No "magic wand" for economy
The nation's leaders are running out of answers to America's economic crisis. The Federal Reserve has no more practical room to push interest...
The Associated Press
WASHINGTON — The nation's leaders are running out of answers to America's economic crisis.
The Federal Reserve has no more practical room to push interest rates lower; there's only so much taxpayer money for shoring up housing, and if depositors lose confidence there's little officials can do to stop a run on banks.
President Bush, speaking from a White House podium, and Federal Reserve Chairman Ben Bernanke, in testimony to a congressional committee, sought Tuesday to soothe jittery markets and reassure Americans that the U.S. financial system remains basically sound despite the turmoil.
But they tempered their remarks with warnings and expressions of uncertainty.
Bernanke warned the U.S. economy faces "numerous difficulties," the outlook for inflation is unclear and "financial markets and institutions remain under considerable stress."
Bush told a news conference: "The president doesn't have a magic wand." He was answering a question about soaring fuel prices but his remarks seemed to sum up the government's overall predicament.
After years of seeming tame, inflation is on the rise, led by higher food and fuel costs. But the Fed, which usually fights inflation by boosting interest rates, is unable to use that weapon — it already has pushed rates down to 2 percent from 5.25 percent in response to the housing crisis — without threatening to undermine an economy that is either in recession or growing anemically.
With soaring budget deficits, swollen from the costs of wars in Iraq and Afghanistan and increased spending on homeland security, there's only so much taxpayer money for bailing out failing financial institutions.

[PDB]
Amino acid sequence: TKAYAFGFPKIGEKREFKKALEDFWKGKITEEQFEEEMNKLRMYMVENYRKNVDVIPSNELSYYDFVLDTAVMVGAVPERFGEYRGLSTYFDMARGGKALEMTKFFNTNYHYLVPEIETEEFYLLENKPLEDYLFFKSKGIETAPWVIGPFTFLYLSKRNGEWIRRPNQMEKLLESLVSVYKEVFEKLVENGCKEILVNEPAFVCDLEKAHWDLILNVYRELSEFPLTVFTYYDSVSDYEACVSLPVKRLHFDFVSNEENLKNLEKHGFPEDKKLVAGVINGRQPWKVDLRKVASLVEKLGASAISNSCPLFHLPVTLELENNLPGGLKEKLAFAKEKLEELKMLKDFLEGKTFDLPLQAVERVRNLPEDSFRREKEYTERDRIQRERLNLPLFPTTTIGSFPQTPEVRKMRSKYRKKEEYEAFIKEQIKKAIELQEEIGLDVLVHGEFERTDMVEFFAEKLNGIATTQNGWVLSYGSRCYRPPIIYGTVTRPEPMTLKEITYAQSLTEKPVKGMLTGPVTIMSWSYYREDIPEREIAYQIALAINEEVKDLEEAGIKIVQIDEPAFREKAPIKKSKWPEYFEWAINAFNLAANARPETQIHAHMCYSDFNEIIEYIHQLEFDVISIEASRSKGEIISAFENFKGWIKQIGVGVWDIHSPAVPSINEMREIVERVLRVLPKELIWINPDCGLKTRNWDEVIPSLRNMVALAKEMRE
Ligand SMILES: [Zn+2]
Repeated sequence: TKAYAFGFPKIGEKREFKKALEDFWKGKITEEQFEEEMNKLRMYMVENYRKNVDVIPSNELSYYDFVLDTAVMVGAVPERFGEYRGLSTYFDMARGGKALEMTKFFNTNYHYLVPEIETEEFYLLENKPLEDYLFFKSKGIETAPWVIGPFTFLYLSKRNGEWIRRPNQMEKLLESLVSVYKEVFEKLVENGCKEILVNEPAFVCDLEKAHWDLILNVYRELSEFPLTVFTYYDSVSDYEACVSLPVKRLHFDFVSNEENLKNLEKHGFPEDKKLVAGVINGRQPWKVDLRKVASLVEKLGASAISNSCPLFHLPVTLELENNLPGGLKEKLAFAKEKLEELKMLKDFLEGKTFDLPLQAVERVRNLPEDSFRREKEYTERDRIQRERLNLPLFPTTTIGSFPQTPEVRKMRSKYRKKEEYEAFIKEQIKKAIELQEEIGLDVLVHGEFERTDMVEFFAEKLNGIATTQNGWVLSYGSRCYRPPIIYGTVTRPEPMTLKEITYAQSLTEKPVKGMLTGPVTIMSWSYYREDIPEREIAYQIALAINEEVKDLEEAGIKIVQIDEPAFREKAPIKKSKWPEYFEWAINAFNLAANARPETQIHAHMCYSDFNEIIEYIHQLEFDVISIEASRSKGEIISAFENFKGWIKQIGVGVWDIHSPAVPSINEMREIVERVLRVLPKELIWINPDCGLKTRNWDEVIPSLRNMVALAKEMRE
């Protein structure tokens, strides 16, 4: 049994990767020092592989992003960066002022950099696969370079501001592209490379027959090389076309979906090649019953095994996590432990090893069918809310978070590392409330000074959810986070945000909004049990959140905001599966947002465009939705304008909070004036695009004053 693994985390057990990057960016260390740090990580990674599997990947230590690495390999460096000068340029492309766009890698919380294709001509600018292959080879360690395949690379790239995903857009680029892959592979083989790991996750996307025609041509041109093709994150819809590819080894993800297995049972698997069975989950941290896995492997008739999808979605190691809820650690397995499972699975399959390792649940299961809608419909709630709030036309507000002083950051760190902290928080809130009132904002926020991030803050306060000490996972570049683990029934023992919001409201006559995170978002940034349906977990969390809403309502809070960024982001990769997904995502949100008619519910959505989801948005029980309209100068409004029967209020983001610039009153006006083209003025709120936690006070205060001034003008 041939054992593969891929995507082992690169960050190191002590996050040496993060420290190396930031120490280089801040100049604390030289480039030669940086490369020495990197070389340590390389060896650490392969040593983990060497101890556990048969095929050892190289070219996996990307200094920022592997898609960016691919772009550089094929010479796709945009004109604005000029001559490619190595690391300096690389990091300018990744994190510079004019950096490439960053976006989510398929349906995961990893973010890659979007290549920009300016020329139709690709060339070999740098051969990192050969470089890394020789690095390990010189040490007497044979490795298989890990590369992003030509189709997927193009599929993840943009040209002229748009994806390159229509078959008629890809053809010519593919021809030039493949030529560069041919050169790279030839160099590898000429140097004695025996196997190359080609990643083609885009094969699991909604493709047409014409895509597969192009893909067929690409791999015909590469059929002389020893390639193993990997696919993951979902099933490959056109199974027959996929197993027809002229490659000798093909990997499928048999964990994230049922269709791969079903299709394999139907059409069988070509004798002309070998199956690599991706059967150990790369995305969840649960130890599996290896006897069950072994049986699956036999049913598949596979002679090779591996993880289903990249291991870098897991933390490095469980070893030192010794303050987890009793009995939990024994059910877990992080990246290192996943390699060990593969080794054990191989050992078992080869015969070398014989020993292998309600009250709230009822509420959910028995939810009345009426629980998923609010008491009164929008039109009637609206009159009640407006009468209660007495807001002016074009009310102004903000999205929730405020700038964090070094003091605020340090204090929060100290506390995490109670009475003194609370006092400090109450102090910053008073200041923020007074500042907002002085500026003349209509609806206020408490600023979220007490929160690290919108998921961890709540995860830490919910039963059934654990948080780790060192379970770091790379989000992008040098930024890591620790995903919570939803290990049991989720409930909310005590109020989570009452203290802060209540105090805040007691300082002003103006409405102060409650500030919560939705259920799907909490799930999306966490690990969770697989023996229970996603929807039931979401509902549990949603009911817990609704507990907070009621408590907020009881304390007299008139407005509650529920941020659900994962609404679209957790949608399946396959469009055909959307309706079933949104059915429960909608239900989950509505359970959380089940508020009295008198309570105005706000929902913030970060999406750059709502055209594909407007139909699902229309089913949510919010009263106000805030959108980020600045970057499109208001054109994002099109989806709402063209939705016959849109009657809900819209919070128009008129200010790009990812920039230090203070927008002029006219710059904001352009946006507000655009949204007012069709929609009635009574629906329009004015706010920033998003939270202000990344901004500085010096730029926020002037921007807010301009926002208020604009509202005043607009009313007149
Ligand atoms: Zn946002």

Stocks are in a bear market, and shares of banks and other financial companies have been pounded.
"I fear that we're sitting on a financial powder keg," Bernanke was told by Sen. Richard Shelby of Alabama, senior Republican on the Banking Committee.
Mortgage giants Fannie Mae and Freddie Mac hold or guarantee about half the home mortgages in the United States. Their stocks have lost about 80 percent of their value during the past year.
Over the weekend, the Treasury Department and the Fed threw them a lifeline. But if investor jitters prevent them from being able to sell bonds to finance new mortgages, it could have far-reaching economic consequences.
And the risk of runs on banks is still present, although minimized by federal deposit insurance on accounts up to $100,000 and by other federal safeguards.
Regulators seized IndyMac, a large California-based savings and loan association, on Friday after hundreds of depositors lined up to withdraw funds at branches. The bank reopened Monday under federal control.
Bush counseled calmness.
"I happened to witness a bank run in Midland, Texas, one time. I'll never forget the guy standing in the bank lobby saying, your deposits are good. We got you insured. You don't have to worry about it if you got less than $100,000 in the bank," Bush recalled.
"The problem was, people didn't hear. And there's a ... nervousness. My hope is, is that people take a deep breath and realize that their deposits are protected by our government."
But nearly $1 billion of IndyMac's approximately $19 billion in deposits was uninsured, according to the Federal Deposit Insurance Corp.
The administration unveiled a U.S. rescue plan for Fannie Mae and Freddie Mac, but it has not put a price tag on it.
Treasury Secretary Henry Paulson said the administration didn't intend to nationalize the companies and wanted to preserve their investor-owned structure. Still, he said a regulatory overhaul was needed.
Congress is also working on legislation that would modernize the Federal Housing Administration and create a new regulator and tighter controls for Fannie Mae and Freddie Mac.
If the government wound up taking over the two companies, it would have to assume more than $5 trillion in mortgage debt the two companies now either own or back. That would add to a federal debt fast approaching the $10 trillion mark.
Bernanke defended the Fed's decision to help rescue Bear Stearns as well as Fannie and Freddie. If problems aren't contained, they can ripple throughout the economy, hurting everyone, he said. "Financial stability is critical to economic stability."
David Jones, an economist at DMJ Advisors and a longtime Fed watcher, said Bernanke's testimony suggested the Fed's "emphasis has shifted to financial stability," perhaps signaling it will leave interest rates unchanged until late 2008.
Copyright © 2008 The Seattle Times Company
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